At this point, the climb would get significantly worse! Ahead lay 7.5km of loose and seriously steep ‘gravel’, although I would later reclassify this as ‘sand and rocks at 10 – 20%’. Bizarrely, 7km short of the summit, the gravel ends and the tarmac recommences, but in long, ever steepening ramps. With 30 – 40% less oxygen than at sea level, these 10 – 20% slopes would form the very worst part of the climb.
I was confident I could make it to the Visitor Centre, but above that, nothing was certain.
I exchanged a final few notes with Bruno, (crucially, the summit road had been cleared of snow and ice and was open again), cleaned the chain on my OPEN U.P. and fitted my 40mm Clement (now Donnelly), gravel tyres. I went to bed on Saturday night nervous and slept badly.
7.00am, Sunday morning, 30th December: I was sitting outside the hotel lobby drinking coffee when Bruno arrived and introduced himself with a warm smile and a reassuringly firm handshake. “I feel good about today” he said. I asked him whether he’d ridden the climb himself? “Yes” he said “and I’ve run it as well.” I realised in a blink that my guide was a significantly better athlete than I was and felt a little stab of extra pressure not to let him down! He’d shuffled his plans to support me and I felt that I needed to respect that flexibility with a really strong effort to succeed.
Bruno checked my planned route and then asked me about my expected timing. I explained that I was conservatively thinking five hours to the Visitor Centre (84km and 2,800m) and then five hours from there to the summit (14.5km and 1,400m), plus an hour for stops. I was allowing 11 hours and besides, sunset was in 11 hours.
4,207m above me, Kea’s summit was crystal clear. Behind me, waves crashed onto the beach. I turned left out of the hotel onto the highway and made good progress to the Waikoloa junction. Turning left, I started the climb proper – and the prevailing easterly trade wind almost stopped me in my tracks. This had become interesting earlier than I’d expected. At 83kg, I’m a big guy, but even I was getting moved around and having to work way harder than I would have liked. Strava would later confirm that for the next six hours, I was working close to 100% intensity, destroying my hopes of conserving energy until the upper portion of the climb.
I’d agreed to see Bruno every 45mins or so, where I’d eat a little food and refill my bottle. I mentioned the wind at our first rendezvous and he simply smiled and said “this is all part of the challenge Guy.” Thankfully, the wind was never worse than on those early slopes and the upside was that I was kept cool, rather than melting in the near 100% humidity and 28 degree heat.
I only had three things showing on my Garmin screen: elevation, power and speed. I was trying to keep my watts between 180 – 230 and largely succeeded, but I was slower than hoped, meaning that I didn’t reach the Visitor Centre until just before 2.00pm, almost two hours behind schedule. I was averaging just 12km/h. I’d kept my stops short, so this was simply the impact of the headwind.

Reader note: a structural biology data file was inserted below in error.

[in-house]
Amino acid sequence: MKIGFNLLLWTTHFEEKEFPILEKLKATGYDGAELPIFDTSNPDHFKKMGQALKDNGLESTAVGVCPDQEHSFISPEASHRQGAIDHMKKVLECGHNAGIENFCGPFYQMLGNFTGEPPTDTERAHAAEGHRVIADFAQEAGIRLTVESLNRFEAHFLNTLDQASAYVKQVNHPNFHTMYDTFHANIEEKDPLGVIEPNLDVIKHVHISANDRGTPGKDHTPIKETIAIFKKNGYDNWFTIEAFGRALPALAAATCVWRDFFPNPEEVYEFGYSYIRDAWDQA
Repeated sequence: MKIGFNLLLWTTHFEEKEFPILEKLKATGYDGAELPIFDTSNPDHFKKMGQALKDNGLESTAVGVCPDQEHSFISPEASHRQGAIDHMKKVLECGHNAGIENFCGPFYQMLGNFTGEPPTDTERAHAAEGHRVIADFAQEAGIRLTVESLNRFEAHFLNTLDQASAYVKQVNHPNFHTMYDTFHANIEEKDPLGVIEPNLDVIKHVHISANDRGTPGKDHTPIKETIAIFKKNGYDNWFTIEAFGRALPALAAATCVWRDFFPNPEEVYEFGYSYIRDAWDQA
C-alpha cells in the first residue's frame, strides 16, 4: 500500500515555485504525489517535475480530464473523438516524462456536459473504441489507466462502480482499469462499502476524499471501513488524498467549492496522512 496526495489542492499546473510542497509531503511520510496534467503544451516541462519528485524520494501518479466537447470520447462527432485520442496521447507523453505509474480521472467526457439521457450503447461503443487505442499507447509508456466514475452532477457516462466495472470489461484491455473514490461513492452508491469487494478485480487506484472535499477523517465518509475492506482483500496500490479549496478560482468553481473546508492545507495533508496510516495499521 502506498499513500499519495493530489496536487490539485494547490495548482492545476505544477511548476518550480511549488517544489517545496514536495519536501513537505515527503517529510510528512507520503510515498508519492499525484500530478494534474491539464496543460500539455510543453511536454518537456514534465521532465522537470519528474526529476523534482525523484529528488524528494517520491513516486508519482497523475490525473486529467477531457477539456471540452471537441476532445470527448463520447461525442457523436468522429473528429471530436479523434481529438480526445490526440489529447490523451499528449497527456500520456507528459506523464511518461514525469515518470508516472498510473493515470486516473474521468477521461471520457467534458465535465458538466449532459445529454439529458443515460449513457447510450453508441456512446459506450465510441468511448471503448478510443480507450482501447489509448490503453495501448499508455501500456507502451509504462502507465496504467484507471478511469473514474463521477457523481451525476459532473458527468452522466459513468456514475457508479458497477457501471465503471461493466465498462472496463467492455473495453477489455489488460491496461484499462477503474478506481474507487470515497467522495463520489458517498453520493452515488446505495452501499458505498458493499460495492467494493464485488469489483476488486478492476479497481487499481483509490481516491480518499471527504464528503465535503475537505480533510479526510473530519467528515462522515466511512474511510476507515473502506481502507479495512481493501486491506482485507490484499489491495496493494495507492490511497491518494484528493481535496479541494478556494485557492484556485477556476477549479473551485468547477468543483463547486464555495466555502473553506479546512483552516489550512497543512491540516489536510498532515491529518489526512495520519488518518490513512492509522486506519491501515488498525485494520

I took a quick break at the Visitor Centre and agreed the plan with Bruno – he’d stay behind me for the first few kms of gravel, until we saw how I was coping. I let my tyres down to 40psi and lowered my saddle by 5mm. Most people bring mountain bikes for this part of the climb: big fat tyres and super spinny gears. In contrast, I was on 40mm tyres and my lowest gear of 38×42 might or might not prove to be enough. Bruno had my trainers ready, in case I needed to walk.
I’ll let you into a secret: along with cobbles, gravel/off road is my favourite surface. Sure enough, I cleaned 6.5 out of the 7.5km of gravel, despite the fact that it’s basically sand, mixed with rocks, some of them well embedded and others loose, added to which, the constant 4×4 traffic has churned the surface into a never-ending series of shallow dishes, making forward progress even harder.
The clouds were now below me and the scenery was becoming epic, although I was concentrating so hard on finding the best line I barely noticed it. Some 4x4s slowed down and gave me shouts of encouragement, while others sped past, covering me in volcanic dust!
The final km of the gravel section was the worst and once I’d lost traction, there was no getting started again. The last gravel corner soared above me at c.20% and I knew I was going to have to walk. Bruno was on hand with my trainers and I trudged up the gravel, pushing my bike. Ever walked up the face of a sand dune? Now imagine doing that pushing your bike, with far less oxygen than you’re used to: that’s the final km of gravel on Mauna Kea.
What comes next is even worse. It shouldn’t be – the surface had turned back to asphalt – but it was truly awful. The gradient was locked into an average of 12% for the final 7.5km, although my Garmin never registered anything much under 15 – 20%. I can honestly say it was like attempting to climb the Mortirolo, or the Zoncolan, but at 4,000m. It was fundamentally hideous.
My breath came in gasps.
I’d ride for 100m and then stop. I’d changed back into my bike shoes, but quickly reverted to trainers. I could still pedal wearing these and it was clear that I was going to have to walk as much as I rode. My heart rate was maxed, my legs felt wooden and my hands were slowly going numb. I’d already added knee warmers, winter gloves, a hat, a warm jersey and a shell, so this wasn’t really a cold issue. It was an oxygen deficit issue and my heart was simply prioritising which bits of my body would be supplied with oxygen. Clearly my hands were expendable!